After a nationwide search, a panel of school employees and site council members interviewed five finalist candidates for the Harborview and Auke Bay Elementary School principal jobs.
The interviews took place Wednesday morning, and the selection committees met that evening. A final decision is expected “very soon” with a “quick public announcement,” said Tim Bauer, human resources director for the Juneau School District, in a phone interview Thursday morning.
Four of the candidates are currently employees of the Juneau School District, and one is currently working in rural Alaska. Three of the candidates are under consideration for both openings.
The panel asked each candidate the same 12 questions in a round-robin-style interview. A private chat room was set up for the public and committee members to share thoughts on the candidates directly with Bauer’s team.
“It was a good group of candidates,” Bauer said. “It was a diverse group with a lot of experiences. I’m pleased with the pool.”
Meet the candidates
Here’s an overview of each candidate, in the order the committee conducted the interviews:
William Sarandria has worked in education since 2013. He’s been with the Juneau School District since 2015 in a variety of roles, including math teacher and advancement via individual determination elective teacher. He’s currently participating in a one-year principal internship at Yaakoosge Daakahidi High School. Before joining Juneau schools, he was at Bristol Bay Borough School in Naknek.
He holds several degrees, including a master’s in educational leadership and a master’s in the art of teaching, from the University of Alaska Southeast. In addition, he holds a bachelor’s degree in exercise and sport science from Central Queensland University in Australia. He started his career as a personal trainer in Australia.
He told the committee that his time in Naknek helped heighten his awareness of the importance of diversity in education. He said he has a special interest in serving diverse populations and building equity in education.
Kelley Harvey has 22 years of teaching experience in the Juneau School District. In that time, she’s held a variety of roles, including classroom teacher, instructional coach, literacy specialist and literacy leader. She currently works at Harborview, where she is a Title 1 teacher. She’s also served at Gastineau, Riverbend and Mendenhall River Community School. She holds a master’s of education from the University of Alaska Southeast and a bachelor’s degree from Eastern Washington University. She holds several certifications covering a variety of topics. She is a certified Restorative Practices trainer.
She told the committee that she loves Harborview School and wants to continue the good work going on there. “Through my reading work, I’ve provided a lot of professional development and that’s a part that I’ve really enjoyed,” she said.
Kelly Stewart has 20 years of experience in special education. She’s been working in the Juneau School District since 2013. She is currently a special education teacher at Glacier Valley School, where she works with students in kindergarten and first grade. Prior to that, she was a special education teacher in Surprise, Phoenix and Yuma, Arizona. She’s also worked as a paraprofessional for special needs students. She is a graduate of Northern Arizona University and will receive her master’s of educational leadership from the University of Alaska Southeast in June.
“I want to be a fluid part of the school community,” she told the committee. She said she is interested in the principal role as a way to build her own growth, support others and support student achievement.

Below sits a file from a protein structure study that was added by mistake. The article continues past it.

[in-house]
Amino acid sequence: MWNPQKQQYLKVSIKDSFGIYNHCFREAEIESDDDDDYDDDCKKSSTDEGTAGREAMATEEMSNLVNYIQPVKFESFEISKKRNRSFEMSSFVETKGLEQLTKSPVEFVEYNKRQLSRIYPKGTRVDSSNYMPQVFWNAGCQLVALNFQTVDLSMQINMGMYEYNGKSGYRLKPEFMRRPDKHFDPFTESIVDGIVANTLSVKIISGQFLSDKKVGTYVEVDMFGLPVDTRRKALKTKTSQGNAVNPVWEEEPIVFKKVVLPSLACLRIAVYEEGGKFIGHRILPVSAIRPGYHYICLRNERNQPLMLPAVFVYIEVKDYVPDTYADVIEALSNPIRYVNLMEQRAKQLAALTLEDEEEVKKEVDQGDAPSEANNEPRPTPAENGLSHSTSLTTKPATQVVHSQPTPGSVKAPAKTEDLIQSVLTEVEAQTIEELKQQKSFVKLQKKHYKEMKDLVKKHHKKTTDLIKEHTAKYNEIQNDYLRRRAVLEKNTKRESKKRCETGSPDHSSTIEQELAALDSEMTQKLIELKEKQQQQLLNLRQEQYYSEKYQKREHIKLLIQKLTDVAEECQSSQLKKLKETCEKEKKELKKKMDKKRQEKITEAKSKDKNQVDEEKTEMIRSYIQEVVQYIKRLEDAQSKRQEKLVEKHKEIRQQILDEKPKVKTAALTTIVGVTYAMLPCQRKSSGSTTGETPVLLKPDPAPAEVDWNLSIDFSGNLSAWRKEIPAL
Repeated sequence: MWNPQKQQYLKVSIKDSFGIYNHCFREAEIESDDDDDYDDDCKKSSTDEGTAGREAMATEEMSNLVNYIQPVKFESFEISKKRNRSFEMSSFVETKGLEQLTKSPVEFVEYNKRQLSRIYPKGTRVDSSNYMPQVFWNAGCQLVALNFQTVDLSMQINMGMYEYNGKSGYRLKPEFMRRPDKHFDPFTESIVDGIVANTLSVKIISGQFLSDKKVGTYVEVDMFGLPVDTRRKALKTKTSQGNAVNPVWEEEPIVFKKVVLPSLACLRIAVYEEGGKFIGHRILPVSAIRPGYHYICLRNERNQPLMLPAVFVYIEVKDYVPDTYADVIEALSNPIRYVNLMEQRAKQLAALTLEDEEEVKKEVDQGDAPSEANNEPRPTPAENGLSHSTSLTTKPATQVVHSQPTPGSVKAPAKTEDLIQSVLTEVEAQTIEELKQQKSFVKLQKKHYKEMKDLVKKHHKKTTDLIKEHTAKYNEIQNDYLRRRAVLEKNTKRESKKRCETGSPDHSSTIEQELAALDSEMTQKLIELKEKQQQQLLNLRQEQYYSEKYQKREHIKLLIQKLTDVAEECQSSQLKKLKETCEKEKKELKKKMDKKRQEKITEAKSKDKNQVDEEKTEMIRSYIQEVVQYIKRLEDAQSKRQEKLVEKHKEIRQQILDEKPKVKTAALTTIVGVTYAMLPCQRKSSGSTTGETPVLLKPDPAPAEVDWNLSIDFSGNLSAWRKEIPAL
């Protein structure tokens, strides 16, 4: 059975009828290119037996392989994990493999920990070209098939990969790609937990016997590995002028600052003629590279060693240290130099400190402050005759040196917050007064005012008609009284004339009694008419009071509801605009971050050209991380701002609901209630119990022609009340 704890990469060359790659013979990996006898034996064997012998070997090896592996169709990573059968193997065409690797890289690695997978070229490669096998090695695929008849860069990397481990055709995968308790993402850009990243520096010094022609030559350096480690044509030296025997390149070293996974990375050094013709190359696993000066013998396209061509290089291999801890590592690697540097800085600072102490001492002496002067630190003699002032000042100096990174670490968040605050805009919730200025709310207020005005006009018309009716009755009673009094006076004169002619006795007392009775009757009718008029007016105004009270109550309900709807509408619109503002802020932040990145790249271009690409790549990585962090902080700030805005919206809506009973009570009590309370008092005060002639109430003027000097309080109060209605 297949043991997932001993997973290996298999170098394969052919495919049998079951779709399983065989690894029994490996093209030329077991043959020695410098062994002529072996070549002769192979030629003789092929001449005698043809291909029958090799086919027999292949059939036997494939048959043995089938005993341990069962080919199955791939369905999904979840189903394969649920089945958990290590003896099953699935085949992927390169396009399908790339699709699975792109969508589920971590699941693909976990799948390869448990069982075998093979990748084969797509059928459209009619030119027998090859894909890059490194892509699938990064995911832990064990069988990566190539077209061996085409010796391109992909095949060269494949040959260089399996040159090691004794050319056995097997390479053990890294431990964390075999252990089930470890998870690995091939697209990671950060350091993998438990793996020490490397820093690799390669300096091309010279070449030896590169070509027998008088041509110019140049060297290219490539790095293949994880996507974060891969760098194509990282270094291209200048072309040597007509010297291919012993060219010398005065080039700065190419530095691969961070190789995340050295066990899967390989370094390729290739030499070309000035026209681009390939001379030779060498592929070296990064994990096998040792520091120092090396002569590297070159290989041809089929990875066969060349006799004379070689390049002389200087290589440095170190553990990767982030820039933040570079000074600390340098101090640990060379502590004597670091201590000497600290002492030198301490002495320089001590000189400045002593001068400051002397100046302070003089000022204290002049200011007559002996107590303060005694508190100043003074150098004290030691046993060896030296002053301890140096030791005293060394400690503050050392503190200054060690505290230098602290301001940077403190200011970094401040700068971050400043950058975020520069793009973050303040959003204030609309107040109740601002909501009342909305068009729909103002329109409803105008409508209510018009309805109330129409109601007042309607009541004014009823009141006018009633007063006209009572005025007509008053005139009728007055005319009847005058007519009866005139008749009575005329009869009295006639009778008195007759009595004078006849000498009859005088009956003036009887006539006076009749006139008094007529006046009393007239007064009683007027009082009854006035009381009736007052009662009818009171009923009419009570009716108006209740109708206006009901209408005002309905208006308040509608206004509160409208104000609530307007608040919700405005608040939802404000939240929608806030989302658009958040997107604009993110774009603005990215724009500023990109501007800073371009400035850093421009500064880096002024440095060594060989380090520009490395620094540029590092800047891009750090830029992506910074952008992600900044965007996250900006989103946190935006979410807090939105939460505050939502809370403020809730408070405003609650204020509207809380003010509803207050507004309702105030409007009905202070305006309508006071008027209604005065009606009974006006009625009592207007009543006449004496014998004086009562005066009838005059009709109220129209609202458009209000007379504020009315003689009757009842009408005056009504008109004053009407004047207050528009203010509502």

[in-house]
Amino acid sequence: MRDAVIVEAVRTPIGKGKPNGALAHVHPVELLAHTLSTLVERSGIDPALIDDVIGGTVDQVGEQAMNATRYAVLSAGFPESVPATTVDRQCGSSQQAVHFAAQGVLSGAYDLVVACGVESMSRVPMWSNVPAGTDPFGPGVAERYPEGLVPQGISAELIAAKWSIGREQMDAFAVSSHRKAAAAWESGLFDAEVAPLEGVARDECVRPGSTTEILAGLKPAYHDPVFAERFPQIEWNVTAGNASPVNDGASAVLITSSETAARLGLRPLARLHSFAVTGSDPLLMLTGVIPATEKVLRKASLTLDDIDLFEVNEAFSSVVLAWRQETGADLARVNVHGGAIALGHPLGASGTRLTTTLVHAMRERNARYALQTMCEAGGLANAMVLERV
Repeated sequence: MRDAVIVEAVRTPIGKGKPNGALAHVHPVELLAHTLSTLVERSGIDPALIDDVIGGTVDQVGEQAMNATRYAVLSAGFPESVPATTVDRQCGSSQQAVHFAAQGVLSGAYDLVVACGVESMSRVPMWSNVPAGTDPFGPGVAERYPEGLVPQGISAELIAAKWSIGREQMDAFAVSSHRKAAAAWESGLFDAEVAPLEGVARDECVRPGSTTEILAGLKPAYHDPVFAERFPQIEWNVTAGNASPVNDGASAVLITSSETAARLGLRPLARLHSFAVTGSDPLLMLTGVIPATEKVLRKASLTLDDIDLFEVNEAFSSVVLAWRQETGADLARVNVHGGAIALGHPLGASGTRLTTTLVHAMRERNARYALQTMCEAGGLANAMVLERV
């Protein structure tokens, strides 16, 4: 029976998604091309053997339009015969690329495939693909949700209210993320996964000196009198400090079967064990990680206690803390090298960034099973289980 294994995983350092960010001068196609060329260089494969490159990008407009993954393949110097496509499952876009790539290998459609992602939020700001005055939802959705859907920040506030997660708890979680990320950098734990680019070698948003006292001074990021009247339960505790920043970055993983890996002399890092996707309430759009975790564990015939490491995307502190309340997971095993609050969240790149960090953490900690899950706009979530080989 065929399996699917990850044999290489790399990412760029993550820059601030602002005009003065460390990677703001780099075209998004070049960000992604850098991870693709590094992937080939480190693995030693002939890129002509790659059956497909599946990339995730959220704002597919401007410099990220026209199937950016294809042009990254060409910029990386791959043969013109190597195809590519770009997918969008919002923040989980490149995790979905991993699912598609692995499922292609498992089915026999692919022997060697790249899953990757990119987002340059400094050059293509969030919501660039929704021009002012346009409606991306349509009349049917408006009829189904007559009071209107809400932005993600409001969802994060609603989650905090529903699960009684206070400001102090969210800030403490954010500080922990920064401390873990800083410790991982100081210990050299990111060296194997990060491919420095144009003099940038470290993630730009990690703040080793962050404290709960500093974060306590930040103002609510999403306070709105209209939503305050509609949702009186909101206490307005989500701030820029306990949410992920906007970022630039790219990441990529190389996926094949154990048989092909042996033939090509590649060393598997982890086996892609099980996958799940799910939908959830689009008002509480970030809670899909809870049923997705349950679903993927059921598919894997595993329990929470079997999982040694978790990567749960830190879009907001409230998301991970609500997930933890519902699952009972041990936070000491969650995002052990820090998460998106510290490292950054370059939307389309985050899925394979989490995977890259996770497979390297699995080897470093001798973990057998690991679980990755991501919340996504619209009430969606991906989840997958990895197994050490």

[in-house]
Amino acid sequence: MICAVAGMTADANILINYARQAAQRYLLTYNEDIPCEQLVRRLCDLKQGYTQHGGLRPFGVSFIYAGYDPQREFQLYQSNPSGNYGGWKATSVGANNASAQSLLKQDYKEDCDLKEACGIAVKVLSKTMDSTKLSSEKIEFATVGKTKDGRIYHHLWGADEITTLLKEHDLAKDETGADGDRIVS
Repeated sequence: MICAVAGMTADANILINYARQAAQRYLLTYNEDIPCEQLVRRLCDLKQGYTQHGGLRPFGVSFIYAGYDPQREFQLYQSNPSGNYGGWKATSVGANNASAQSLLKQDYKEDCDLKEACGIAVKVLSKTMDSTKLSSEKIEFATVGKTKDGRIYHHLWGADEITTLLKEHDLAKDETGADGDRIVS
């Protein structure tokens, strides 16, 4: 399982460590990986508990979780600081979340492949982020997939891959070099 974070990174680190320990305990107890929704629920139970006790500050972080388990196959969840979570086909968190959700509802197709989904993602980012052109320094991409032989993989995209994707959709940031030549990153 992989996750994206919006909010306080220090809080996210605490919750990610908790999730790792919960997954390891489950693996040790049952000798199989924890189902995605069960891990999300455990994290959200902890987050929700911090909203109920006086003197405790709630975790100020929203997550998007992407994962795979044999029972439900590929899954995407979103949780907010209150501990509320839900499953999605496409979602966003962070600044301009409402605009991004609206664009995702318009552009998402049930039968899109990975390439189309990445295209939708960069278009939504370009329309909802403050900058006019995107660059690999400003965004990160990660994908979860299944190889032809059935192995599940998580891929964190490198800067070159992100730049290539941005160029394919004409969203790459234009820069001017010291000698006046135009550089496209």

Sally Benedict is currently a principal in Napakiak, Alaska. She has also served as a principal in Goodnews Bay and as an assistant principal at Nelson Island School in Toksook Bay, Alaska. Prior to working as a school administrator, she was an elementary school teacher in Lansing, Michigan and Detroit Public Schools. She has two bachelor’s degrees—one in liberal arts and one in social studies, both earned at Concordia University. She holds an Elementary School Administration Certificate from the University of Michigan and a master’s of public administration from the University of Michigan. In 2008, she became a board-certified teacher.
She told the committee that she is interested in the Juneau position because it is beautiful yet less remote than her current location. She said that she’s interested in working in a school that serves students from kindergarten to fifth grade. She told the committee that the relationships she develops with her staff are her greatest strength.
Adriana Northcutt is currently the Assistant Principal at Thunder Mountain High School. Prior to that she taught science and other electives at TMHS and served as the Camp Invention Director and as the director of other science-based camps. She also taught math and science at Floyd Dryden Middle School. She’s coached volleyball, has served as an advisor for many student groups and participated in a variety of training and leadership opportunities, including the Alaska School Leadership Academy and the Our Cultural Landscape program through Sealaska.
She holds a master’s of educational leadership degree from the University of Southeast Alaska and a bachelor’s degree from Montana State University.
“I’m committed to a model of team collaboration and restorative justice practices to help students learn self-regulation practices and self-advocacy skills,” she said.
She told the committee that she’s ready to make the leap from secondary education to elementary school because she sees elementary school as the critical window where students learn important skills that lead to a lifetime of success.
• Contact reporter Dana Zigmund at email@example.com or 907-308-4891.